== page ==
Kiwi kids get Face­book call-up


Cen­tral Otago anti-cy­ber bul­ly­ing cam­paign­ers are back help­ing so­cial net­work­ing gi­ant Face­book un­der­stand the ‘‘new norms’’ for young peo­ple us­ing deletable me­dia.

The di­rec­tor and co-founder of anti cy­ber bul­ly­ing group Sticks ‘n’ Stones, Karla San­ders, ac­com­pa­nied a group to Mel­bourne last Tues­day where they joined 45 Aus­tralian coun­ter­parts in a work­shop with Face­book rep­re­sen­ta­tives to share knowl­edge about deletable me­dia.

Face­book’s Mia Gar­lick said there had been a change in the way young peo­ple were com­mu­ni­cat­ing online, par­tic­u­larly around the use of deletable me­dia.

‘‘We felt it would be re­ally great to bring the young peo­ple to­gether, be­cause they are the ones us­ing the tech­nol­ogy, and ask them what are the new norms and new rules around com­mu­ni­ca­tion and shar­ing in the deletable me­dia space. I don’t think many peo­ple have talked about deletable me­dia.’’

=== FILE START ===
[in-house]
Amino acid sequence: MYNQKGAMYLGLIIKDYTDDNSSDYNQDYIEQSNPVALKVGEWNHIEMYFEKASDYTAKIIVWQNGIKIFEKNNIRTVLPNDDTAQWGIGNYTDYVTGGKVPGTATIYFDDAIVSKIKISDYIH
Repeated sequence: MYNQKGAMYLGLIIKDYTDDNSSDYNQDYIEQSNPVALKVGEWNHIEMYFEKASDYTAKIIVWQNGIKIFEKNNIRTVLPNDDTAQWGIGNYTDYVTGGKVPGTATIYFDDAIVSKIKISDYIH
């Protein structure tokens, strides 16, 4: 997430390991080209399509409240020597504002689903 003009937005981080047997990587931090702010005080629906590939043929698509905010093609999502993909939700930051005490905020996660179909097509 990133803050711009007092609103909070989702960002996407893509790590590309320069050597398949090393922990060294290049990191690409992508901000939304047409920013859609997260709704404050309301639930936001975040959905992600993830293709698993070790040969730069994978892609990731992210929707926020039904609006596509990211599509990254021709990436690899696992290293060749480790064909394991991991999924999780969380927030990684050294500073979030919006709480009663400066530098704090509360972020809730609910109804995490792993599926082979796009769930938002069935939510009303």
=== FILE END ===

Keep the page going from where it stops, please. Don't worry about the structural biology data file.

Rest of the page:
San­ders said she was in Mel­bourne with Ta­mara Hansen, of Cromwell, Abby Golden and Molly Red­i­can, of Dun­stan, Court­ney Smith, of Man­iototo and Christie Gro­cott from Up­per Hutt Col­lege in Welling­ton.

‘‘Young peo­ple are en­gag­ing in deletable me­dia in very dif­fer­ent ways to tra­di­tional so­cial net­works. A young per­son might have 1000 Face­book friends but only 30 peo­ple on Snapchat. It is very dif­fer­ent - not only what you share but less of a fo­cus on per­fect photos or mo­ments.’’

Young peo­ple were also be­ing thought­ful about the dan­gers of post­ing on deletable me­dia.

‘‘They are still be­ing thought­ful about post­ing in a tem­po­rary me­dia and look­ing for pos­i­tive guid­ance. They are be­ing much more thought­ful than we give them credit for. It is im­por­tant to in­clude young peo­ple in this space and the mes­sages around it rather than talk­ing about them when things go wrong...they want to cocre­ate pos­i­tive mes­sages around use of deletable me­dia which re­lates to their own ex­pe­ri­ences and their own voices.’’

Sticks ‘n’ Stones planned to re­turn to New Zealand and crowd­source ideas and co-de­sign mes­sages with other young peo­ple so they could feel com­fort­able shar­ing with their peers.

‘‘We want to em­power young peo­ple to know they can sup­port their friends and give ad­vice but also to recog­nise and say if they feel they are in too deep or need more help.’’

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